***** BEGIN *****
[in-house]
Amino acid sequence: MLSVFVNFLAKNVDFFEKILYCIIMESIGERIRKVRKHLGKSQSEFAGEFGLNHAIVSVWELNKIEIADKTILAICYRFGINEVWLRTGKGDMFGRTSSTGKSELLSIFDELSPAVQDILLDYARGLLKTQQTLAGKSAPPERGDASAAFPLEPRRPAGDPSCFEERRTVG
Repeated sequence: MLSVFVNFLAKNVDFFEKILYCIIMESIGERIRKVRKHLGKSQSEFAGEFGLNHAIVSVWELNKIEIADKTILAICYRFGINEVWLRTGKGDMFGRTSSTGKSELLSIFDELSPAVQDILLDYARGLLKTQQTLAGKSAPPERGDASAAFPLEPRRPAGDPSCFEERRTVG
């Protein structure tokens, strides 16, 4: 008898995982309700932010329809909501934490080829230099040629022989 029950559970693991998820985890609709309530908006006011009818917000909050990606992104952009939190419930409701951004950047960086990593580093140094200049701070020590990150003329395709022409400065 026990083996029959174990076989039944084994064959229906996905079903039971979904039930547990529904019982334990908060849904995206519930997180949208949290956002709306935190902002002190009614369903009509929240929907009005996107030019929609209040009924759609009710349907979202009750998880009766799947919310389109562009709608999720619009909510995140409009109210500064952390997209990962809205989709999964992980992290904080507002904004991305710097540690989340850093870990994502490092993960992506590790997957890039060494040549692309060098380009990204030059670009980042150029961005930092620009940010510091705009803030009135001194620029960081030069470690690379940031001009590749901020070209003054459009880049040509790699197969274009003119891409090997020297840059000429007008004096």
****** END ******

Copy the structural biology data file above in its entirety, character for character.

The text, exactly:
[in-house]
Amino acid sequence: MLSVFVNFLAKNVDFFEKILYCIIMESIGERIRKVRKHLGKSQSEFAGEFGLNHAIVSVWELNKIEIADKTILAICYRFGINEVWLRTGKGDMFGRTSSTGKSELLSIFDELSPAVQDILLDYARGLLKTQQTLAGKSAPPERGDASAAFPLEPRRPAGDPSCFEERRTVG
Repeated sequence: MLSVFVNFLAKNVDFFEKILYCIIMESIGERIRKVRKHLGKSQSEFAGEFGLNHAIVSVWELNKIEIADKTILAICYRFGINEVWLRTGKGDMFGRTSSTGKSELLSIFDELSPAVQDILLDYARGLLKTQQTLAGKSAPPERGDASAAFPLEPRRPAGDPSCFEERRTVG
């Protein structure tokens, strides 16, 4: 008898995982309700932010329809909501934490080829230099040629022989 029950559970693991998820985890609709309530908006006011009818917000909050990606992104952009939190419930409701951004950047960086990593580093140094200049701070020590990150003329395709022409400065 026990083996029959174990076989039944084994064959229906996905079903039971979904039930547990529904019982334990908060849904995206519930997180949208949290956002709306935190902002002190009614369903009509929240929907009005996107030019929609209040009924759609009710349907979202009750998880009766799947919310389109562009709608999720619009909510995140409009109210500064952390997209990962809205989709999964992980992290904080507002904004991305710097540690989340850093870990994502490092993960992506590790997957890039060494040549692309060098380009990204030059670009980042150029961005930092620009940010510091705009803030009135001194620029960081030069470690690379940031001009590749901020070209003054459009880049040509790699197969274009003119891409090997020297840059000429007008004096």